Dr. Vivek Kadiyala and researchers at the Center for Pancreatic Disease at Brigham and Women's Hospital in Boston assessed pancreatic duct cell function in 131 subjects -- 74 who smoked and 57 who had never smoked -- who underwent secretin-stimulated endoscopic pancreatic function testing for pancreatic fluid bicarbonate analysis.
Cigarette smoking exposure was found to be associated with an abnormal endoscopic pancreatic function testing result, and there was no statistical difference in peak bicarbonate concentration between current and former smokers, the researchers said.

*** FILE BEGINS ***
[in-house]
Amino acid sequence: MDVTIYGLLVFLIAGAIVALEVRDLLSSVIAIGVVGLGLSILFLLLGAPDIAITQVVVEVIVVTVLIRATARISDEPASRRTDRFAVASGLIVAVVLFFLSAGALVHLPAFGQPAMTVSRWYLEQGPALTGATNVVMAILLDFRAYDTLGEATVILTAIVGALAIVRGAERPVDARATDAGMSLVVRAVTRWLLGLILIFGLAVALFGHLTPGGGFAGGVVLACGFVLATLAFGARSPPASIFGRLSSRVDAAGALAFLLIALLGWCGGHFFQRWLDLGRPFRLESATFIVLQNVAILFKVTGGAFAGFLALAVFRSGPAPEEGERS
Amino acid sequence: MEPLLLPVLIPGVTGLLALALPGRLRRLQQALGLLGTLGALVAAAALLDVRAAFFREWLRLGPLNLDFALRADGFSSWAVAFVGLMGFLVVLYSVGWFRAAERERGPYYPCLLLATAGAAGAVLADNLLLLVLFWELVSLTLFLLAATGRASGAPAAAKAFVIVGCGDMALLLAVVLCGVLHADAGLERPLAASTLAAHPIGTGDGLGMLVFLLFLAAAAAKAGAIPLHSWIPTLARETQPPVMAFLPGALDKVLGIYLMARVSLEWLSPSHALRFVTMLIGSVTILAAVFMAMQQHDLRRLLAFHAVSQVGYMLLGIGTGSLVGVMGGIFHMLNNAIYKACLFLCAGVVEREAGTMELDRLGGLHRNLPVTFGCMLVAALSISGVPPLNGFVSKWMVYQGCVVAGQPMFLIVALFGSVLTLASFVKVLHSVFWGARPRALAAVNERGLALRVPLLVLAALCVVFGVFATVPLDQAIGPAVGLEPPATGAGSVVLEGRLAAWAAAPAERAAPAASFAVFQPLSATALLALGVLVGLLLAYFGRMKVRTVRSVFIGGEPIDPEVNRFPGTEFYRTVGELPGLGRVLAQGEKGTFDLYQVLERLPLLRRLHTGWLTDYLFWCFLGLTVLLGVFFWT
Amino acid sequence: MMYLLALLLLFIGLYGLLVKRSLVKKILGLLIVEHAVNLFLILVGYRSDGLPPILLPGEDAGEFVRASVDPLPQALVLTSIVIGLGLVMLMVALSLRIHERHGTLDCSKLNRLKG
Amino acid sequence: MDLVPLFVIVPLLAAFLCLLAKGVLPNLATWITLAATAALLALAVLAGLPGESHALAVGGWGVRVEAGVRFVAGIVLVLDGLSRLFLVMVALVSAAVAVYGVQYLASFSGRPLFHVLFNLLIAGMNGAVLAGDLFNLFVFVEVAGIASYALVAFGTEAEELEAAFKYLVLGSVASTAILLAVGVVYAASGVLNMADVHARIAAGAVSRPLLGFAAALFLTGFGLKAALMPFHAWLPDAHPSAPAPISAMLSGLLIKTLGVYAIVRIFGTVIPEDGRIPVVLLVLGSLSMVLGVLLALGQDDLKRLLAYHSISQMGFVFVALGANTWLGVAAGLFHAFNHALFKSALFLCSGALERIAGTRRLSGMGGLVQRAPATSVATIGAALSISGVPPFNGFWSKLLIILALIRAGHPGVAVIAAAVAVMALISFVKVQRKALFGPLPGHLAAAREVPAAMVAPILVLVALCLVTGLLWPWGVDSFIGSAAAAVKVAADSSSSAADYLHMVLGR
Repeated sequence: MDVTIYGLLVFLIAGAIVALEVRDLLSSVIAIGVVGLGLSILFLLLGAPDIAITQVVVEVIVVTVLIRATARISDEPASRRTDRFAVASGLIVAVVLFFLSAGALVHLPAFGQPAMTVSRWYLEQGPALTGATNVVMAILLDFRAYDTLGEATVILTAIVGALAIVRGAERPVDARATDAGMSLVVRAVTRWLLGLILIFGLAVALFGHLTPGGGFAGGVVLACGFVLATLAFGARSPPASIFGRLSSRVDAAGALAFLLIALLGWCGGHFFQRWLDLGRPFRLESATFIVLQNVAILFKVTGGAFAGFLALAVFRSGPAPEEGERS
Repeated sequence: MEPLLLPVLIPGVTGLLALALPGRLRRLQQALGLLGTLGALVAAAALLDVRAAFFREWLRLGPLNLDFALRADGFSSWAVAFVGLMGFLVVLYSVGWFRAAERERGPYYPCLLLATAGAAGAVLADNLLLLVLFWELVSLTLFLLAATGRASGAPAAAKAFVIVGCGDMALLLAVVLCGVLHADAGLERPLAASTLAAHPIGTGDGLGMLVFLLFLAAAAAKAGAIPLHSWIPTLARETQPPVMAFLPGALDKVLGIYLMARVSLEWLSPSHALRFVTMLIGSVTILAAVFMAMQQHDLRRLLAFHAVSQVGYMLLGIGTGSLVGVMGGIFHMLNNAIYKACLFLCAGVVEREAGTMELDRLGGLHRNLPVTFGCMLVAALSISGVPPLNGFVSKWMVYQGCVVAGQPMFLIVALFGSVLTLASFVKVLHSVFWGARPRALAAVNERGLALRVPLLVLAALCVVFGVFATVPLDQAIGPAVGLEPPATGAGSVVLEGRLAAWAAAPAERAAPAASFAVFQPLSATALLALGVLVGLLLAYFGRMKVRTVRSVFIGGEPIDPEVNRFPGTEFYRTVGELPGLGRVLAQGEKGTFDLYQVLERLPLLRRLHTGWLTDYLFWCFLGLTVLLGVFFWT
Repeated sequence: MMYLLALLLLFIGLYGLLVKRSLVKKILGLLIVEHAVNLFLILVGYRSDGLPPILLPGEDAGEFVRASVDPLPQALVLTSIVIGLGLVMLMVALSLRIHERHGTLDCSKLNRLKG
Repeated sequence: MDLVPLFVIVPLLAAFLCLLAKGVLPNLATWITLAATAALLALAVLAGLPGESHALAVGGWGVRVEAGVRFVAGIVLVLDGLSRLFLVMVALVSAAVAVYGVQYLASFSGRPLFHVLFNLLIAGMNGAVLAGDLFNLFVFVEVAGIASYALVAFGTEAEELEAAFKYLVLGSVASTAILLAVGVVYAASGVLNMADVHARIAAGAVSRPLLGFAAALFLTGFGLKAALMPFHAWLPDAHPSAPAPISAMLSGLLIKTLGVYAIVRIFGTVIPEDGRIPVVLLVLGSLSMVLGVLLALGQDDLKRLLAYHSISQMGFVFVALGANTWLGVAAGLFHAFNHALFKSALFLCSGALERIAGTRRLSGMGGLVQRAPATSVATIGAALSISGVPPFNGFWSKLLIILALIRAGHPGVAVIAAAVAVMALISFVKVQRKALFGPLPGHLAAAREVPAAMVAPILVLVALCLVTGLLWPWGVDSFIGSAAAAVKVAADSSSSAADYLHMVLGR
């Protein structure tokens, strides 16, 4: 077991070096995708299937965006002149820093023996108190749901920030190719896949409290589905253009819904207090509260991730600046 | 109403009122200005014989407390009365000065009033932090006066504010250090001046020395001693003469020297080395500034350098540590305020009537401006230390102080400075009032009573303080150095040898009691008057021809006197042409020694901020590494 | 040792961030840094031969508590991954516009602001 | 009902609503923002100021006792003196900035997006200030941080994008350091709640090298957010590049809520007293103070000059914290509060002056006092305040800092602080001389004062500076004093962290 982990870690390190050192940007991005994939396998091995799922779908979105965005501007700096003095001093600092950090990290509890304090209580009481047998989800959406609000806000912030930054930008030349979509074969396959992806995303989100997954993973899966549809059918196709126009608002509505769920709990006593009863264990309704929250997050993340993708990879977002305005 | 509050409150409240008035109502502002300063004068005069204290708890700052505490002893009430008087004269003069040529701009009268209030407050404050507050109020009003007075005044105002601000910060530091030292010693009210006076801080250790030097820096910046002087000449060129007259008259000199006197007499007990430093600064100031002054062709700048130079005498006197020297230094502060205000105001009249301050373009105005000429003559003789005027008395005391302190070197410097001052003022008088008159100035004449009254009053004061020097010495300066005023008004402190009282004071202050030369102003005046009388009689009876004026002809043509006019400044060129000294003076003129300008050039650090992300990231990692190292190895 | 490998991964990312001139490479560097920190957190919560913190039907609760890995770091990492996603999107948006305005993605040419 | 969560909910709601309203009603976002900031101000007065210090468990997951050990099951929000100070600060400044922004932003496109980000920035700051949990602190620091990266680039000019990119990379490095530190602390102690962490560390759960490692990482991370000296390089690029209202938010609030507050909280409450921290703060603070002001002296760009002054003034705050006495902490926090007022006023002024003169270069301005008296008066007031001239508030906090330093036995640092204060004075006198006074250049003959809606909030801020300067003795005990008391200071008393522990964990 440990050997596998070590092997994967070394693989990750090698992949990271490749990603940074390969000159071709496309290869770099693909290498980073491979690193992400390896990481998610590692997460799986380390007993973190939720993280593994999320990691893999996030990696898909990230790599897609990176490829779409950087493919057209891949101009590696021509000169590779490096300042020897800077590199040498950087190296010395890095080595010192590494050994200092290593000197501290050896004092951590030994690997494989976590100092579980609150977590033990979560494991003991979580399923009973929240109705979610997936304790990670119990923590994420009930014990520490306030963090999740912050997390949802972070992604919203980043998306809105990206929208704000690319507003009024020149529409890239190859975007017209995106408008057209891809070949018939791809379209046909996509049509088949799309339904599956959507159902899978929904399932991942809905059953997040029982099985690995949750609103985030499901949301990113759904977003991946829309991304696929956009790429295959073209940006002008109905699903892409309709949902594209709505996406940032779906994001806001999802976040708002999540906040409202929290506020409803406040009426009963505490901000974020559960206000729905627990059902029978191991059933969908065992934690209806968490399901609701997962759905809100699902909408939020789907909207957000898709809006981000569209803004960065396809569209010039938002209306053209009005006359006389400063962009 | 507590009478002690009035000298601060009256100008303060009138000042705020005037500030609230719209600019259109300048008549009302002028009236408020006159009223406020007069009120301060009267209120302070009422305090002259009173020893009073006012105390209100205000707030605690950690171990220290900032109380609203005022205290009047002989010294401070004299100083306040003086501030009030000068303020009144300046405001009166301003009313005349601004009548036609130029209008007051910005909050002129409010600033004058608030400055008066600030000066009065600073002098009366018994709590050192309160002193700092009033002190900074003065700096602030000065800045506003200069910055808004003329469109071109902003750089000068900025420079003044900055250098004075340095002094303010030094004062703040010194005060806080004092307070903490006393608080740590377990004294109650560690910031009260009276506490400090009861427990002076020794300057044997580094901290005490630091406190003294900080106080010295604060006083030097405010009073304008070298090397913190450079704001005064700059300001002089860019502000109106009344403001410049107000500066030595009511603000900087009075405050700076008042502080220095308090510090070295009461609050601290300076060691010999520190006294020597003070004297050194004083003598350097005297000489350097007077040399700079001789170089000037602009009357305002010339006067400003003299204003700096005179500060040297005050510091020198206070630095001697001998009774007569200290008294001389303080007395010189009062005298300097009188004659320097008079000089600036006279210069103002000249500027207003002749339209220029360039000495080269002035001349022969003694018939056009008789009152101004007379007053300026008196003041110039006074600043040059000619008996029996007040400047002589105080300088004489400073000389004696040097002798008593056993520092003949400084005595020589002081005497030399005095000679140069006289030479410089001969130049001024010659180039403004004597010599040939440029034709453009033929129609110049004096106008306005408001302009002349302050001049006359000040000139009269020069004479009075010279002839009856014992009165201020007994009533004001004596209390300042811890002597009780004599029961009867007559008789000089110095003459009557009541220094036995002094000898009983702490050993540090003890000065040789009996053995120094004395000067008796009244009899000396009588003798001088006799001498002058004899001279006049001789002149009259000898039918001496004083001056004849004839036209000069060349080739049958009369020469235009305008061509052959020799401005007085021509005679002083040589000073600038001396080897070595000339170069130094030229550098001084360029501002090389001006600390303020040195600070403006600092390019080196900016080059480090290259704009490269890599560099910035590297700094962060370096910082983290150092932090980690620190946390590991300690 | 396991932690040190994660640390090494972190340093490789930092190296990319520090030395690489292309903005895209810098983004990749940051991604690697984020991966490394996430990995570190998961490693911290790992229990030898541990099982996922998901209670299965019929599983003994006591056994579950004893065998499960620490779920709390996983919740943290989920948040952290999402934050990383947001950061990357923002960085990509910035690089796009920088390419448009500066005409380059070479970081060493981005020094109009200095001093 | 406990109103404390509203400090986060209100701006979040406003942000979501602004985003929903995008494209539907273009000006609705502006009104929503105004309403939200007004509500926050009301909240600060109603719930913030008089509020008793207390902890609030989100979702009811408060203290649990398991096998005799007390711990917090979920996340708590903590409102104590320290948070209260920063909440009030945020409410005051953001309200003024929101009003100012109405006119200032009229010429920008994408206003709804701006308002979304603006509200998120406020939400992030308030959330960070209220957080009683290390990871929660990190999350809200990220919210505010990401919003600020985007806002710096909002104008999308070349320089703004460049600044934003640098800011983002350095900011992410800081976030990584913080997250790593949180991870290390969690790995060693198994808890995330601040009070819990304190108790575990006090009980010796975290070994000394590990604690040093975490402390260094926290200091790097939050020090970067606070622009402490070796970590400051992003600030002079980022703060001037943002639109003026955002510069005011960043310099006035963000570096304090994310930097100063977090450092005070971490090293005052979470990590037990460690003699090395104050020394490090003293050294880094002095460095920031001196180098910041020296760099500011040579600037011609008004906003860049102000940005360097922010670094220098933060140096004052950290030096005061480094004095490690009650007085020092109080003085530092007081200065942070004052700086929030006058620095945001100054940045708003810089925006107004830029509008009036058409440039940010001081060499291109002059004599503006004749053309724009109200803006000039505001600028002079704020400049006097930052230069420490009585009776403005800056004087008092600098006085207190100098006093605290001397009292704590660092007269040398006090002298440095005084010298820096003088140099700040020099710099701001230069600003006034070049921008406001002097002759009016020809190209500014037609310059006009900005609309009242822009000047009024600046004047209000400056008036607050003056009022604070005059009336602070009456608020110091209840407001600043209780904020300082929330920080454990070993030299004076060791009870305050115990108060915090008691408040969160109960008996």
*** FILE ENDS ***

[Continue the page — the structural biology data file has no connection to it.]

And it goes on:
The risk of pancreatic duct cell dysfunction was 56.78 percent in former or current smokers and 26.32 percent in non-smokers, Kadiyala told the American College of Gastroenterology's 76th annual scientific meeting in Washington.
"Our data suggest the risk of duct cell dysfunction was doubled in patients who smoked compared to non-smokers," Kadiyala said in a statement. "These findings indicate that anyone with a history of smoking, either current or past is at greater risk of impaired pancreatic duct cell function. Additionally, the findings underscore the value that early smoking cessation may have for patients with chronic pancreatitis and as a result healthcare providers should advise patients to quit smoking as part of their overall treatment plan."